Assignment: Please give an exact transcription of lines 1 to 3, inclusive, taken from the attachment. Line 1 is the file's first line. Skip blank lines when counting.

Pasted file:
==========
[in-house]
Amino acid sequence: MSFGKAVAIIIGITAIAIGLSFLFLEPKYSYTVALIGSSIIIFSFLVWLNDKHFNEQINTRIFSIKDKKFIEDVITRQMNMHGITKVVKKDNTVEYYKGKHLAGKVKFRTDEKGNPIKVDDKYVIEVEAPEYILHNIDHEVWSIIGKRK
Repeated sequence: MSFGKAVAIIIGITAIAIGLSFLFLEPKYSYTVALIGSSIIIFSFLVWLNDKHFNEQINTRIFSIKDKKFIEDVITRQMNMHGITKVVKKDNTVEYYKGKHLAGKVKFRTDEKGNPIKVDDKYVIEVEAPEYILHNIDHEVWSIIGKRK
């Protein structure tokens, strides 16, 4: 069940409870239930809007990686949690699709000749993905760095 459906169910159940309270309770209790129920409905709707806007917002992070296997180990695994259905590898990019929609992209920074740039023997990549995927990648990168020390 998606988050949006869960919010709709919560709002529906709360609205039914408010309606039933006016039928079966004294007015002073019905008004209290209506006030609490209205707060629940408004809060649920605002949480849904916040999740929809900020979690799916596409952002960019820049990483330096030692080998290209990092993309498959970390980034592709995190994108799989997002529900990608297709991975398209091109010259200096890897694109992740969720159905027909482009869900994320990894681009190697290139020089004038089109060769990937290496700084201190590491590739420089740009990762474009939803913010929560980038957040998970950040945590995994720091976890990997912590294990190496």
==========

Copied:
[in-house]
Amino acid sequence: MSFGKAVAIIIGITAIAIGLSFLFLEPKYSYTVALIGSSIIIFSFLVWLNDKHFNEQINTRIFSIKDKKFIEDVITRQMNMHGITKVVKKDNTVEYYKGKHLAGKVKFRTDEKGNPIKVDDKYVIEVEAPEYILHNIDHEVWSIIGKRK
Repeated sequence: MSFGKAVAIIIGITAIAIGLSFLFLEPKYSYTVALIGSSIIIFSFLVWLNDKHFNEQINTRIFSIKDKKFIEDVITRQMNMHGITKVVKKDNTVEYYKGKHLAGKVKFRTDEKGNPIKVDDKYVIEVEAPEYILHNIDHEVWSIIGKRK